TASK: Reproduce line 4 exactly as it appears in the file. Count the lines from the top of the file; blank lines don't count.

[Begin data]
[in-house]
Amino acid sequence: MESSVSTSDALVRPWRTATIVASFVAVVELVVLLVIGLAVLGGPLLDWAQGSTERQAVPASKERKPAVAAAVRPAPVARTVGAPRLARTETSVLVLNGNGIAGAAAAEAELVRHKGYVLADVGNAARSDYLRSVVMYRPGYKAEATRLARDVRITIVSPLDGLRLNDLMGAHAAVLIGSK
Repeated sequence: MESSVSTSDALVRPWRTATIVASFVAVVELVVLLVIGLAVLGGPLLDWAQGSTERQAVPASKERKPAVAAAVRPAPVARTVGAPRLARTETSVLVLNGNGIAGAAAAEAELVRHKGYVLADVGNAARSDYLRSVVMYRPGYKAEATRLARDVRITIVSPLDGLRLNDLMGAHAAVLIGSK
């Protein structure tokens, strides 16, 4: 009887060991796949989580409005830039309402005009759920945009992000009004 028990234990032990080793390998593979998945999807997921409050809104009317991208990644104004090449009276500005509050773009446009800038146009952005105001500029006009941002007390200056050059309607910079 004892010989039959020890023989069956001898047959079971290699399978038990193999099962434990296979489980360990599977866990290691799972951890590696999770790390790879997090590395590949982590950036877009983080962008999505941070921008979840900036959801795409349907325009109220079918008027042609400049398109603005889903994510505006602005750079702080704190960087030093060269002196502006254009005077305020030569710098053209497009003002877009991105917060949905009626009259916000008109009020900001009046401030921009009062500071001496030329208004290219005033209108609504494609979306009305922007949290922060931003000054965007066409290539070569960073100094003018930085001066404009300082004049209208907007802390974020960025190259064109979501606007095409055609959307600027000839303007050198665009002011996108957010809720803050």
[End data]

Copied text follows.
């Protein structure tokens, strides 16, 4: 009887060991796949989580409005830039309402005009759920945009992000009004 028990234990032990080793390998593979998945999807997921409050809104009317991208990644104004090449009276500005509050773009446009800038146009952005105001500029006009941002007390200056050059309607910079 004892010989039959020890023989069956001898047959079971290699399978038990193999099962434990296979489980360990599977866990290691799972951890590696999770790390790879997090590395590949982590950036877009983080962008999505941070921008979840900036959801795409349907325009109220079918008027042609400049398109603005889903994510505006602005750079702080704190960087030093060269002196502006254009005077305020030569710098053209497009003002877009991105917060949905009626009259916000008109009020900001009046401030921009009062500071001496030329208004290219005033209108609504494609979306009305922007949290922060931003000054965007066409290539070569960073100094003018930085001066404009300082004049209208907007802390974020960025190259064109979501606007095409055609959307600027000839303007050198665009002011996108957010809720803050």